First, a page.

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Nilutamide (Anandron) Drug for Cancer: Use, Side Effects, Interactions




Nilutamide
(Anandron, Canada and United States)

More drugs used for Cancer.

Use:

Nilutamide or Anandron is used for metastatic prostate cancer.

How It Works:

Nilutamide or Anandron is an anti androgen meaning that it blocks the effects of androgens or male hormones like testosterone. With one dose usually taken before breakfast this blocking effect can last for 24 hours.
Because prostate cancer can depend upon male hormones, by blocking these hormones, the drug fights prostate cancer. It is reserved for metastatic prostate cancer, that is prostate cancer that has spread to other areas of the body, because of its side effects.

Side Effects:

Nilutamide or Anandron has potential side effects that can be serious. Visual disturbances can occur. The most notable is increased visual adaption time when moving from a well lit area to a more dimly lit area - you can't see. This effect may be temporary and wearing tinted glasses can help.
Respiratory side effects can occur - interstitial lung disease. Indigestion is a sign of this condition.
Liver side effects and even dysfunction can occur. Symptoms of liver problems include tenderness in the right upper quadrant (above the navel and to the right), dark urine, persistent lack of appetite, nausea, vomiting, jaundice, and itching.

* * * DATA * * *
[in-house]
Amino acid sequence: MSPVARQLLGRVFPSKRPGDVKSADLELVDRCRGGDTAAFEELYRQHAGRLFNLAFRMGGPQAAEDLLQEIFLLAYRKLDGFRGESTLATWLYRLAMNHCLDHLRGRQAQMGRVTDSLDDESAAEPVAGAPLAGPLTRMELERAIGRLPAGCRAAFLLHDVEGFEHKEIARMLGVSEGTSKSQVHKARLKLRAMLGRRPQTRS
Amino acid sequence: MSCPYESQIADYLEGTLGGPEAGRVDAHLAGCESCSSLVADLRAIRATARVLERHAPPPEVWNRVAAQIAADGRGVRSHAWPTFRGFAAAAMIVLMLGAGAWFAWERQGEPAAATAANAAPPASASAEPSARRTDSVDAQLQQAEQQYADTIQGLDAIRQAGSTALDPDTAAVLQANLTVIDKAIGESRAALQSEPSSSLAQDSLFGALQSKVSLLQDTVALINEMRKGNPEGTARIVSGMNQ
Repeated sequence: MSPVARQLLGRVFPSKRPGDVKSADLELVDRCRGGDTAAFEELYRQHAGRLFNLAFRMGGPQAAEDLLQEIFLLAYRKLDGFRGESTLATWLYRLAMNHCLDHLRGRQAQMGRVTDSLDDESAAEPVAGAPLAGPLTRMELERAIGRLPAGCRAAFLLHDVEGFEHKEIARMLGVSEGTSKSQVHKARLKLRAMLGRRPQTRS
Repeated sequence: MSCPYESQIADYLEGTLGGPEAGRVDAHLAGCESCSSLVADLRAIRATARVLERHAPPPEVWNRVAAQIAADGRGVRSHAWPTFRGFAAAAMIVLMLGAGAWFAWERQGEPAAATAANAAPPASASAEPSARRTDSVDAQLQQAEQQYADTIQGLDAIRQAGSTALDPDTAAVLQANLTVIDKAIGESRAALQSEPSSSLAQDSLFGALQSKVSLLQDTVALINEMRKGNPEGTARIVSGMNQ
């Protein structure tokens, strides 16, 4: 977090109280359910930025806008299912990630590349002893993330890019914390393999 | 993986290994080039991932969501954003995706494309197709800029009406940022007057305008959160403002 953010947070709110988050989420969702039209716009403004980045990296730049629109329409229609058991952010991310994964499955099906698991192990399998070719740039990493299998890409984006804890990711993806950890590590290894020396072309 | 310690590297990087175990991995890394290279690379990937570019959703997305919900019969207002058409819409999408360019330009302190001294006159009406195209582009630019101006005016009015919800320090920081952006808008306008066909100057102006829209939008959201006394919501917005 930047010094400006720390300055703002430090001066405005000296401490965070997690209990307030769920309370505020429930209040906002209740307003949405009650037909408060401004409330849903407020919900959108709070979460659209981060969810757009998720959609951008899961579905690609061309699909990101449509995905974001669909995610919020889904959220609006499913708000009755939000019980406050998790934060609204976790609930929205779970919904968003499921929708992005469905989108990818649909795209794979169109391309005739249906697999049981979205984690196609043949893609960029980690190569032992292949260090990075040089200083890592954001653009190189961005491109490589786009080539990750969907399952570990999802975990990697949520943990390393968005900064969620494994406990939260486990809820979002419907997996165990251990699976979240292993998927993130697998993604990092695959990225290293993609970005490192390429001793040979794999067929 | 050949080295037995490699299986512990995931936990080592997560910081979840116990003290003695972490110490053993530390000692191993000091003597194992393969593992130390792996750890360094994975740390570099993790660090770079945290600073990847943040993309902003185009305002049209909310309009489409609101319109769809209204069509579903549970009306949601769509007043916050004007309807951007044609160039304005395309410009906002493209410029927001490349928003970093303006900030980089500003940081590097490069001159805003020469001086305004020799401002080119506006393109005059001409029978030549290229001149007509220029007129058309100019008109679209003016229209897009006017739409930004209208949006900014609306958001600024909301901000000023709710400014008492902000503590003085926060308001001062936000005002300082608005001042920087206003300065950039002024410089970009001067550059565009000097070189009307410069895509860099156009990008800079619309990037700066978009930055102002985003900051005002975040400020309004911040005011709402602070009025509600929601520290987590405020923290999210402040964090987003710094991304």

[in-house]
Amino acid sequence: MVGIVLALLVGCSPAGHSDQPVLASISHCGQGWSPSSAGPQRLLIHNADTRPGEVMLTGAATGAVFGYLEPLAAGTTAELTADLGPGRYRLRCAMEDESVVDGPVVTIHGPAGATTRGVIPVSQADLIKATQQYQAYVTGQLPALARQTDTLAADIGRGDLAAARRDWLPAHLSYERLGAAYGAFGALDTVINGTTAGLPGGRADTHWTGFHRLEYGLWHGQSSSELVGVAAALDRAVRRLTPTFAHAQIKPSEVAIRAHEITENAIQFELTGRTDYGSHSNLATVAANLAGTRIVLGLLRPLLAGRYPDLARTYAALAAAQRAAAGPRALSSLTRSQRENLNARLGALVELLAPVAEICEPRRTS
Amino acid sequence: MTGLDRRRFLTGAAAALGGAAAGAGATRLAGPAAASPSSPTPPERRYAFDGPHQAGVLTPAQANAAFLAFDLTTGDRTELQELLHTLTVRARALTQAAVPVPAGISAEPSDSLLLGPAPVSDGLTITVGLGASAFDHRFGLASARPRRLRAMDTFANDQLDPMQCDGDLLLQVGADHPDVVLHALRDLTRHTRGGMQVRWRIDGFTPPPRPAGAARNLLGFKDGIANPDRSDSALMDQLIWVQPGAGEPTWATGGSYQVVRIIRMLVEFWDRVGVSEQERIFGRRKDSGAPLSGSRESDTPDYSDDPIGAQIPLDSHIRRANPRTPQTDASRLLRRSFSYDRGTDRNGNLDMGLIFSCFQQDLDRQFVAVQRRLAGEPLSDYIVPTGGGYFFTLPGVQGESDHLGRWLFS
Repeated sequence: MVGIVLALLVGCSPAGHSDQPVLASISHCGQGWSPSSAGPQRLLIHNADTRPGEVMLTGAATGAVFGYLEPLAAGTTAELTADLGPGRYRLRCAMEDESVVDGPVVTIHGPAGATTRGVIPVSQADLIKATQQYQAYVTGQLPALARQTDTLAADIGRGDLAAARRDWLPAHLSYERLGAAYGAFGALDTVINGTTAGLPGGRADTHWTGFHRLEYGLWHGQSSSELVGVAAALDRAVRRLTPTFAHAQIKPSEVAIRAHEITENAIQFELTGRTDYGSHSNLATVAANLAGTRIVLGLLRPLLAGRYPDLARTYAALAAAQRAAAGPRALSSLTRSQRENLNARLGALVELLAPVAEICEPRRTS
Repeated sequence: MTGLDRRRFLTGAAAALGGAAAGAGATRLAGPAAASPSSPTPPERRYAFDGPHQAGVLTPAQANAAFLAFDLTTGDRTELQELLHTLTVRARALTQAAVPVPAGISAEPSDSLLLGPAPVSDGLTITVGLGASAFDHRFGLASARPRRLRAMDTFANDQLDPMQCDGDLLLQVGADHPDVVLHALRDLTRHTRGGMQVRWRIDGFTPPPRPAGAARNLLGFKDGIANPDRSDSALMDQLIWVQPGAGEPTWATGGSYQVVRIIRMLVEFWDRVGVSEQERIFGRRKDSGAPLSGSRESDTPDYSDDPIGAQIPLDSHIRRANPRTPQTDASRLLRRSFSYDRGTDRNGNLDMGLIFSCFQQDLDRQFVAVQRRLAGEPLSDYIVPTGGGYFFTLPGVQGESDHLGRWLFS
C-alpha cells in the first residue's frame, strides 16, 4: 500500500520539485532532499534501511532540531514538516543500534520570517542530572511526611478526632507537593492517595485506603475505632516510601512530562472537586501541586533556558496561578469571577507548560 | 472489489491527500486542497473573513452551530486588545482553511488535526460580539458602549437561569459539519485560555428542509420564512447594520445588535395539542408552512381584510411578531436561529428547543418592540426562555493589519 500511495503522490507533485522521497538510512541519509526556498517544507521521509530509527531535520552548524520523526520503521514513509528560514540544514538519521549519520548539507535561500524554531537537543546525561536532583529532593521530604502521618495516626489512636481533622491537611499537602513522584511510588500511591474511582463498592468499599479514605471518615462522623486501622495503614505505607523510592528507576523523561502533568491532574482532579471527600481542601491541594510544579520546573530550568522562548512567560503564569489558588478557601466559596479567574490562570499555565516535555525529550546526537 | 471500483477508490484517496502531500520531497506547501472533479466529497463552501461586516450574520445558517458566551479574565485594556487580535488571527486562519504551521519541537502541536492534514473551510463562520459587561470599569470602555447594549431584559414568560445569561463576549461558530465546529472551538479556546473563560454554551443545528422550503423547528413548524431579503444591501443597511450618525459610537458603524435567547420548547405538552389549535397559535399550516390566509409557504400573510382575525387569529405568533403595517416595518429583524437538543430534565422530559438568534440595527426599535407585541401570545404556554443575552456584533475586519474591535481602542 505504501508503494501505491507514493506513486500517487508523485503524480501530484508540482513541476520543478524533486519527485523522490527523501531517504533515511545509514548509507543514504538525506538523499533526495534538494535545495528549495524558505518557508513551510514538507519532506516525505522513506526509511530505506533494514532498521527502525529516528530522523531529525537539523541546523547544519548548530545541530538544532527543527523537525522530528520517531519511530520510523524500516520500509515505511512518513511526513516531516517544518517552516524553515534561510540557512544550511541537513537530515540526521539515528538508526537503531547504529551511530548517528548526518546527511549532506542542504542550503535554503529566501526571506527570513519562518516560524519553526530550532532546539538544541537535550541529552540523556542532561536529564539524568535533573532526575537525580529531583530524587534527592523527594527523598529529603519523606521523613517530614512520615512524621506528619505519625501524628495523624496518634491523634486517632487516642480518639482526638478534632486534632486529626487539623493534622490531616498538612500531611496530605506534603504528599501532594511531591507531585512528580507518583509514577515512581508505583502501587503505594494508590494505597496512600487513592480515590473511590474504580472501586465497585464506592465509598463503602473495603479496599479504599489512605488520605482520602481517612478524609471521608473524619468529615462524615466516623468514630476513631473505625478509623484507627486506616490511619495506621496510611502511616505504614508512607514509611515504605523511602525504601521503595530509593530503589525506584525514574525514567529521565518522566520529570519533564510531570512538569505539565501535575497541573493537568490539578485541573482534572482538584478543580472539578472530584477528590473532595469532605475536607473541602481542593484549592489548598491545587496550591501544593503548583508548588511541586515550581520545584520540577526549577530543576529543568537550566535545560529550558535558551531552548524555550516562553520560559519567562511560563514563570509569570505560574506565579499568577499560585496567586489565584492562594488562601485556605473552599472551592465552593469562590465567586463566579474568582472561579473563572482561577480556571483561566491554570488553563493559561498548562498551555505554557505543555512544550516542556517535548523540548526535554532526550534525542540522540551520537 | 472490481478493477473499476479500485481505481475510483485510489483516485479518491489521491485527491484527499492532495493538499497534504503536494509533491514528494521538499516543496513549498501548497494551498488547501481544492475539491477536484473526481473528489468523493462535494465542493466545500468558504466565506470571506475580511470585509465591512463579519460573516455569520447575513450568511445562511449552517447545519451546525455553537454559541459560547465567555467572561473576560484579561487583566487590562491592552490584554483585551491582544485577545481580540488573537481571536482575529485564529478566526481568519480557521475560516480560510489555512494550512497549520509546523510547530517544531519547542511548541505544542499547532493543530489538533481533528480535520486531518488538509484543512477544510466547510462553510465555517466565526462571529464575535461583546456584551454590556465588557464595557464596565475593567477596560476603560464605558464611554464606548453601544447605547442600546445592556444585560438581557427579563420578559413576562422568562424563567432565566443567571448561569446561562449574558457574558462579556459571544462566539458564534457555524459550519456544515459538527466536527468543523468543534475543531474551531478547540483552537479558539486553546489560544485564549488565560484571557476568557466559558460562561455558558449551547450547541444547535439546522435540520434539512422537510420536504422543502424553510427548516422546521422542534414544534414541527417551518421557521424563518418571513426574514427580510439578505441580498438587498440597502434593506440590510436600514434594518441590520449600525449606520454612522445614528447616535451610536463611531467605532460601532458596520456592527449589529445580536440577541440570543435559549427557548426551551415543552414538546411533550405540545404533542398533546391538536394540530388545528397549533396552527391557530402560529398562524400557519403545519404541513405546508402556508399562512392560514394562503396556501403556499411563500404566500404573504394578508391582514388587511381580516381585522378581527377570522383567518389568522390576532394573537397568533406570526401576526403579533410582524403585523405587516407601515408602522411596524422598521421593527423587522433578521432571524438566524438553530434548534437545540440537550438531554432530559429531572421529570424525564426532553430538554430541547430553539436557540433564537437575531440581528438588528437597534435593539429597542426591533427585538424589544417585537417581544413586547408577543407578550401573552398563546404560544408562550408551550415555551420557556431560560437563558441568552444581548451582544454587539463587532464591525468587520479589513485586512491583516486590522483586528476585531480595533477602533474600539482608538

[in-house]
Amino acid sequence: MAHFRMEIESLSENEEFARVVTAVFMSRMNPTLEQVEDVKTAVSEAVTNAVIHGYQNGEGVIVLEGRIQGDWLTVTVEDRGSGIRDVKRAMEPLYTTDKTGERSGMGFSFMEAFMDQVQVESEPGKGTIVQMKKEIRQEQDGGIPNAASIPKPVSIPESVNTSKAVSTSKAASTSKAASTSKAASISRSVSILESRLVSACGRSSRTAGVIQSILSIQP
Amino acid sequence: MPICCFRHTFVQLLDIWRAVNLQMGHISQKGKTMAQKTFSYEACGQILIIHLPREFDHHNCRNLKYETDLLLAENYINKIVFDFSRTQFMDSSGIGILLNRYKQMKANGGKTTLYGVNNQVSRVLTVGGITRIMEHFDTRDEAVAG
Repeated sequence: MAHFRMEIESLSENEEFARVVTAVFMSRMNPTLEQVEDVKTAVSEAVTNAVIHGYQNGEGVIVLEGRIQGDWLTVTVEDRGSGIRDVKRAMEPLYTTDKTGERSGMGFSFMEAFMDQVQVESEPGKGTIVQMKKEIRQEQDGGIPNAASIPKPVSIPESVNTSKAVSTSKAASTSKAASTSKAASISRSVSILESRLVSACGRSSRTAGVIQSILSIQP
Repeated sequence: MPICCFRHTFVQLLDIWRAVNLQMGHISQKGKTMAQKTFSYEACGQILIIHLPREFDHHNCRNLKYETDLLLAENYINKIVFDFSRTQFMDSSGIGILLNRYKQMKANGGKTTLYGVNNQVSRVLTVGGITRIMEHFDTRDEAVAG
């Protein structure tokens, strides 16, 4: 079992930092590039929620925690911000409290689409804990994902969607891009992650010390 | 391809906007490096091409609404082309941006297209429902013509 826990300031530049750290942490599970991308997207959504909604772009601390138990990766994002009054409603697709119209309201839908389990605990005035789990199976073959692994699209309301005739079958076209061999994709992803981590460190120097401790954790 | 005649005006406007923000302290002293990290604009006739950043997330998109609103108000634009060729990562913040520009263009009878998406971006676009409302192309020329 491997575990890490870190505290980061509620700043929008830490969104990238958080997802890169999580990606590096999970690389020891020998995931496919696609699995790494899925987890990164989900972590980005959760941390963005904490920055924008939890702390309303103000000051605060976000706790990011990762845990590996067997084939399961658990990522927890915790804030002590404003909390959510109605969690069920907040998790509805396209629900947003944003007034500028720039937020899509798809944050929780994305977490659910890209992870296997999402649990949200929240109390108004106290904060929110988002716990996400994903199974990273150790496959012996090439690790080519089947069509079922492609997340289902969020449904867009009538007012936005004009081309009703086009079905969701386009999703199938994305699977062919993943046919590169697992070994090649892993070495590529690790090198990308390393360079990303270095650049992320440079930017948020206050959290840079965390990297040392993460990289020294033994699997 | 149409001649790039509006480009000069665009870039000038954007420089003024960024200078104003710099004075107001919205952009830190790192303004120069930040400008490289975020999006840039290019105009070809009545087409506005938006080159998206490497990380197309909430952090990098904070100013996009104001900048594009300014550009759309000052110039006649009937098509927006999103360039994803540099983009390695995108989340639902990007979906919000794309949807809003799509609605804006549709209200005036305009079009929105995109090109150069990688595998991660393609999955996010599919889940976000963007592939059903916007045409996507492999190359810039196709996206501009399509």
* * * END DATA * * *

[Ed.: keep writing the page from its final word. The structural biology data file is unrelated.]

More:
Because Nilutamide or Anandron blocks male hormones, hot flushes can occur.

Cautions for People:

People who take Nilutamide or Anandron should have healthy lungs and livers. Women and children should not use Nilutamide or Anandron.

Drug Interactions:

Because Nilutamide or Anandron affects the liver, it also interacts with drugs that are metabolized in the liver. It is able to reduce the liver's function leaving higher levels of these drugs in the body - anticoagulants or blood thinners, phenytoin, propranolol, chlordiazepoxide, lidocaine, diazepam, theophylline.
Nilutamide or Anandron interacts with alcohol to produce something known as a disulfiram reaction - nausea, vomiting.

Further Reading:

J Urol 1993;149:77
Br J Ophthalmol 1987;71:639

Added to Virtual Drugstore August 1996.

The relevant product monographs must be regarded as the appropriate sources of prescribing information.













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